A classification of inhibitors and noninhibitors of CYPs is particularly important in relation to drug design and the prediction of drug-drug interactions. CYP1A2 is responsible for the biotransformation of ∼5% of currently used drugs. Screening a set of compounds from a database in search of CYP1A2 ligands seems to be more efficient than an experimental determination of catalytic activities of a series of compounds. However, the use of scoring functions did not always give satisfactory results. Better results were achieved with recently developed nonlinear machine learning methods. Seven thousand test compounds from a database were analyzed as CYP1A2 inhibitors. The accuracy of the developed method for the prediction of inhibitory activity was estimated at 73–76% [86], while the decision tree model based on Lipinski’s rule of five classified 67% of the test compounds correctly. Binding free energies of structurally diverse CYP1A2 substrates and inhibitors were predicted with the use of the linear interaction energy (LIE) method. For 10 compounds (from the set of 13 test ligands), the difference between the calculated and experimental binding free energies was smaller than 4.0 kJ/mol [70]. CYP1A2 ligands were identified from a large compound library (16,338 compounds) with the use of two approaches: structure-based and ligand-based virtual screening. As compared to the ligand-based method, the structure-based method identified more inhibitors which were more potent as well [100].

In this review, we present studies on specific interactions of substrates/inhibitors with CYP1 isozymes, which allowed for an analysis of the relationship between the structure of the tested compounds and their inhibitory activities. The studies on ligand-CYP1 enzyme interactions with the use of computational methods are summarized in Table 1. There are some groups of compounds that are particularly interesting, and many reports devoted to their interactions with CYP1s are discussed below. These are endogenic substrates, alkoxyresorufins, polycyclic aromatic hydrocarbons, and compounds that are supposed to play a role in cancer chemoprevention: natural flavonoids and trans-stilbene derivatives. The bioactivity of natural chemopreventive agents inspired researchers to synthesize their derivatives in order to study the structure-activity relationship and to obtain more active and efficient chemopreventive agents.

5.1. Endogenic Substrates

17-β-Estradiol (E2) is metabolized by CYP1s to 2-hydroxy, 4-hydroxy, or 16-hydroxy derivatives. The order of preference for in vitro 2-hydroxylation by CYP1 isoforms was CYP1A2 > CYP1A1 > CYP1B1; for 4-hydroxylation, it was CYP1B1 > CYP1A2 > CYP1A1; and for 16-hydroxylation, CYP1A2 showed the highest preference followed by CYP1A1 and CYP1B1. In the mammary gland, CYP1A1 catalyzes predominantly 2-hydroxylation. 2-Hydroxyestradiol (2-OHE2) is further methylated by catechol-O-methyltransferase to produce 2-methoxyestradiol, which does not exhibit carcinogenic activity. On the contrary, it inhibits the proliferation of cancer cells. 4-Hydroxyestradiol (4-OHE2) is produced in a reaction catalyzed mainly by CYP1B1 [101, 102]. The product of 4-OHE2 oxidation (estradiol-3,4-quinone) forms quinone-DNA adducts and initiates carcinogenesis [103]. With the use of homology models of CYP1A1 and CYP1B1 based on the crystal structure of CYP1A2, Itoh et al. analyzed the structural causes of different sites of E2 metabolism [44]. The studies revealed one binding mode of E2 (18-methyl group up) to CYP1A1 and CYP1A2 and two binding modes of E2 (18-methyl group up and down) to CYP1B1. Thr124 and Phe260 of CYP1A2 and Ser122 and Phe258 of CYP1A1 were identified as causing steric hindrance with the B-ring of E2. Ala133 and Asn265 of CYP1B1 are critical residues influencing the interaction of E2 with the binding site. Conformations of E2 in enzyme cavities decided on the site of E2 metabolism leading to the hydroxylation preferentially at the position 2 in case of CYP1A1 and CYP1A2, and at the position 4 in CYP1B1 [44].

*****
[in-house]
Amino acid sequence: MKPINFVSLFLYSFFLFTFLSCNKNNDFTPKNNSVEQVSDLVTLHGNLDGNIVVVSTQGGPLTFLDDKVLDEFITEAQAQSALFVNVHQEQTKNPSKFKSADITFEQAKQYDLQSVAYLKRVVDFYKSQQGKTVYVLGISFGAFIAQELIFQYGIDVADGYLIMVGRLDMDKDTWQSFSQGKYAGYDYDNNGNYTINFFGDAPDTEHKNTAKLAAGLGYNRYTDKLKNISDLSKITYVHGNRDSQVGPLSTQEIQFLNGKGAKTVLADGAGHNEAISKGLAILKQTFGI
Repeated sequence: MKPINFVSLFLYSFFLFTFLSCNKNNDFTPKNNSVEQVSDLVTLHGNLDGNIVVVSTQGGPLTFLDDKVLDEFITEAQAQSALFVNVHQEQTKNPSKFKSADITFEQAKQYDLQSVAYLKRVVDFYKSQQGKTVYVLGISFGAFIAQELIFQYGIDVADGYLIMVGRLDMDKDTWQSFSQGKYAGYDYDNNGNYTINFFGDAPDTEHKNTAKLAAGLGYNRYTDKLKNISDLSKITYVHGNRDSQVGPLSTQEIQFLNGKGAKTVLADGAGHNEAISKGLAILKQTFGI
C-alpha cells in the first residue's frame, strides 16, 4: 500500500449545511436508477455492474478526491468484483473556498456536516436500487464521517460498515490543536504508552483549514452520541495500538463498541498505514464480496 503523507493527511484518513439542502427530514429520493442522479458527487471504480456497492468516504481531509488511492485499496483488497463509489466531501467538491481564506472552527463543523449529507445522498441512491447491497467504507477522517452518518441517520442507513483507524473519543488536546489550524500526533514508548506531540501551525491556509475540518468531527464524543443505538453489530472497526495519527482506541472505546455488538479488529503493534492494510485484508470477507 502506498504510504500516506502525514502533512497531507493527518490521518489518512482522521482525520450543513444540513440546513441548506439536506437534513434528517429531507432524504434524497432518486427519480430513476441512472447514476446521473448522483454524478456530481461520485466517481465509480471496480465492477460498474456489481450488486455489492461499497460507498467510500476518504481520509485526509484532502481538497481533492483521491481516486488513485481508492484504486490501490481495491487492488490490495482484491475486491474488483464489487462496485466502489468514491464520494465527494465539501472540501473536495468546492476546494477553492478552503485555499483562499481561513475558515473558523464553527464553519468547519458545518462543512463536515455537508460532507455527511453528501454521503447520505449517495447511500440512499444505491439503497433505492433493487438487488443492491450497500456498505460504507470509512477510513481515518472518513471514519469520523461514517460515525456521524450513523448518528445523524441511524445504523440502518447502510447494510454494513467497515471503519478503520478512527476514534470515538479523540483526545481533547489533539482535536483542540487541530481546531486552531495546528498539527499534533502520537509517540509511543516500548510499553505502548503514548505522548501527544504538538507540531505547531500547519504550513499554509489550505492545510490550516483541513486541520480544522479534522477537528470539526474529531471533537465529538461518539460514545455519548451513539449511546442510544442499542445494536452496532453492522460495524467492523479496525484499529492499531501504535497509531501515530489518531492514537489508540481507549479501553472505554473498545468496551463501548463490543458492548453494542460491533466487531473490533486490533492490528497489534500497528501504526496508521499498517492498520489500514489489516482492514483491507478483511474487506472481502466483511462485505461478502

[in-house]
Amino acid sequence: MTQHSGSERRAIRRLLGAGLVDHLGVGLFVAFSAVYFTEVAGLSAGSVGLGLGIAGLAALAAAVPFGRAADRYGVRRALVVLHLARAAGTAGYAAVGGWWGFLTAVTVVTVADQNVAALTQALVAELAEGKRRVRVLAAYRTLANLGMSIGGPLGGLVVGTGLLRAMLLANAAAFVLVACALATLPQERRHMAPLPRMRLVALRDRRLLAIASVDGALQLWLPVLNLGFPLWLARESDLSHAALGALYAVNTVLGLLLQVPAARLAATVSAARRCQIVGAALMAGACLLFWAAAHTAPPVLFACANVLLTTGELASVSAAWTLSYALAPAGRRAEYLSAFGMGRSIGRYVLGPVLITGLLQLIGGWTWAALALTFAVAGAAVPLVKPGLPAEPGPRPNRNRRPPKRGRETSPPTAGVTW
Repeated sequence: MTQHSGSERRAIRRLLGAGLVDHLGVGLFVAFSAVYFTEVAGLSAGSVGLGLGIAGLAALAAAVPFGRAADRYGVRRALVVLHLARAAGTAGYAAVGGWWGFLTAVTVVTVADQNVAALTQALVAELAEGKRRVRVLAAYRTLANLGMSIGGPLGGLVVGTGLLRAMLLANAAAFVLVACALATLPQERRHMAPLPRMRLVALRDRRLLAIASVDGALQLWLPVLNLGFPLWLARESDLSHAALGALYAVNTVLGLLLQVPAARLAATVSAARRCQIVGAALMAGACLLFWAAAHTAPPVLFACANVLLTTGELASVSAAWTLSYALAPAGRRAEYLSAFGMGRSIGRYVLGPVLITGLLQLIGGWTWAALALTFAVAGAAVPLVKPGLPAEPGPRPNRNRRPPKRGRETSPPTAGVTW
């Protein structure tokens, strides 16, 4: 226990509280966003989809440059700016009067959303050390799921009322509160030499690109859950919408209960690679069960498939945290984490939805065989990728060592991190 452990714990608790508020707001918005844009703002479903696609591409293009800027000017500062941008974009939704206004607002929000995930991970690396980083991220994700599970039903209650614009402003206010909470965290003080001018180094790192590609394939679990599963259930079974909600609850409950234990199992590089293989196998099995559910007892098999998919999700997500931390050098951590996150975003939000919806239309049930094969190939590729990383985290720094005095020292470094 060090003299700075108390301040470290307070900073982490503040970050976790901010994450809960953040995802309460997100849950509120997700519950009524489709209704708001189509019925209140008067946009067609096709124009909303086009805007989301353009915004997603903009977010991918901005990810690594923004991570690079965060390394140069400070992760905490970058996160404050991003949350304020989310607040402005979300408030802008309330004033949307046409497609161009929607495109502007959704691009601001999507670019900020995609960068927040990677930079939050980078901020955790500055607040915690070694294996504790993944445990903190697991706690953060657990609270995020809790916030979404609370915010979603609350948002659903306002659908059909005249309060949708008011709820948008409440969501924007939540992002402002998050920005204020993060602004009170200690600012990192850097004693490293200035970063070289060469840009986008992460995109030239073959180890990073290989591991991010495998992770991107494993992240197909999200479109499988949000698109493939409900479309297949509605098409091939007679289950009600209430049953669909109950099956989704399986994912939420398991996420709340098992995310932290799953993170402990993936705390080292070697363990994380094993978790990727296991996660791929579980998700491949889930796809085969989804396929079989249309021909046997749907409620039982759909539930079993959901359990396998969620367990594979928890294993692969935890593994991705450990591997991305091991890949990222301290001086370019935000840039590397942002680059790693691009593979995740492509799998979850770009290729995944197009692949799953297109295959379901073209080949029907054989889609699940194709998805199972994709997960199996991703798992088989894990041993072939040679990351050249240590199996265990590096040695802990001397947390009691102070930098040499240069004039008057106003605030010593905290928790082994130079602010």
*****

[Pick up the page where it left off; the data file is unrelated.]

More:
Fatty acids are an essential class of CYP endogenic substrates whose metabolites are supposed to play a physiological role in the cardiovascular system. With the use of molecular docking, regiospecificity of the metabolism of arachidonic acid (AA) and eicosapentaenoic acid (EPA) catalyzed by human recombinant CYP1A1 in the reconstituted enzymatic system was studied. Interestingly, AA was mainly metabolized to 19-hydroxyarachidonic acid by CYP1A1. With EPA as a substrate, CYP1A1-dependent epoxygenase activity leading to the regiospecific and stereoselective formation of 17(R),18(S)-epoxyeicosatetraenoic acid (68%) and 19-hydroxy-EPA (31%) was demonstrated [30]. The molecular docking of AA and EPA to the CYP1A1 active site revealed that fatty acids interact with the same amino acid residues as alkoxyresorufins and benzo(a)pyrene, although additional residues located in the access channel may interact with AA and EPA owing to their longer molecules. Conformations of fatty acids in the CYP1A1 binding site are stabilized at their carboxy ends by hydrogen bonds, while resorufin and benzo(a)pyrene are mainly stabilized by hydrophobic interactions [30]. The complexes of AA and EPA with CYP1A1 were further examined with MD simulations to obtain productive binding modes. The in silico site scoring of geometric criteria, angles and distances of the substrates to the ferryl oxygen, confirmed that steric factors play a key role in the regiospecificity of CYP1A1-mediated metabolism [33].

5.2. Alkoxyresorufins